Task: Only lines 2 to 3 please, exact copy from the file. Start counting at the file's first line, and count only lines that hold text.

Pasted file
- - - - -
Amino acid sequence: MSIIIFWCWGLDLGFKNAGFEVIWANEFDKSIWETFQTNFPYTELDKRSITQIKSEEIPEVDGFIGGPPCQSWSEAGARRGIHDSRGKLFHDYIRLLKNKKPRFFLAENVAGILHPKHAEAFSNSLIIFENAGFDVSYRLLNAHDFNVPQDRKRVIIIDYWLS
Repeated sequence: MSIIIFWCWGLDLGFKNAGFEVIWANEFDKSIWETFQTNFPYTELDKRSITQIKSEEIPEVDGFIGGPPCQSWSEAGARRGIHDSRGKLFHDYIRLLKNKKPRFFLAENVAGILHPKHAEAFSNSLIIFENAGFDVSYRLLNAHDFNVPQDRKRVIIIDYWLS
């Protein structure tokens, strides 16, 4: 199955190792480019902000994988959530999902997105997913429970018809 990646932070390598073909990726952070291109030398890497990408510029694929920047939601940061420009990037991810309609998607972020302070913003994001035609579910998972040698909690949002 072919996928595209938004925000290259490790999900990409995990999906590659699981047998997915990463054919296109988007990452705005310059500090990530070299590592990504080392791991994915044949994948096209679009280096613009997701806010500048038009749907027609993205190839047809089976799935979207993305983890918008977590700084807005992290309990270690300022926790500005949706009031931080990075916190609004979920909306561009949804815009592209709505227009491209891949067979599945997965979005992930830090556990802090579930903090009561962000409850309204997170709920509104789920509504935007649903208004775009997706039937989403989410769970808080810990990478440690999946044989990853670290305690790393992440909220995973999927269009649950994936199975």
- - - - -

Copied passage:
Repeated sequence: MSIIIFWCWGLDLGFKNAGFEVIWANEFDKSIWETFQTNFPYTELDKRSITQIKSEEIPEVDGFIGGPPCQSWSEAGARRGIHDSRGKLFHDYIRLLKNKKPRFFLAENVAGILHPKHAEAFSNSLIIFENAGFDVSYRLLNAHDFNVPQDRKRVIIIDYWLS
């Protein structure tokens, strides 16, 4: 199955190792480019902000994988959530999902997105997913429970018809 990646932070390598073909990726952070291109030398890497990408510029694929920047939601940061420009990037991810309609998607972020302070913003994001035609579910998972040698909690949002 072919996928595209938004925000290259490790999900990409995990999906590659699981047998997915990463054919296109988007990452705005310059500090990530070299590592990504080392791991994915044949994948096209679009280096613009997701806010500048038009749907027609993205190839047809089976799935979207993305983890918008977590700084807005992290309990270690300022926790500005949706009031931080990075916190609004979920909306561009949804815009592209709505227009491209891949067979599945997965979005992930830090556990802090579930903090009561962000409850309204997170709920509104789920509504935007649903208004775009997706039937989403989410769970808080810990990478440690999946044989990853670290305690790393992440909220995973999927269009649950994936199975």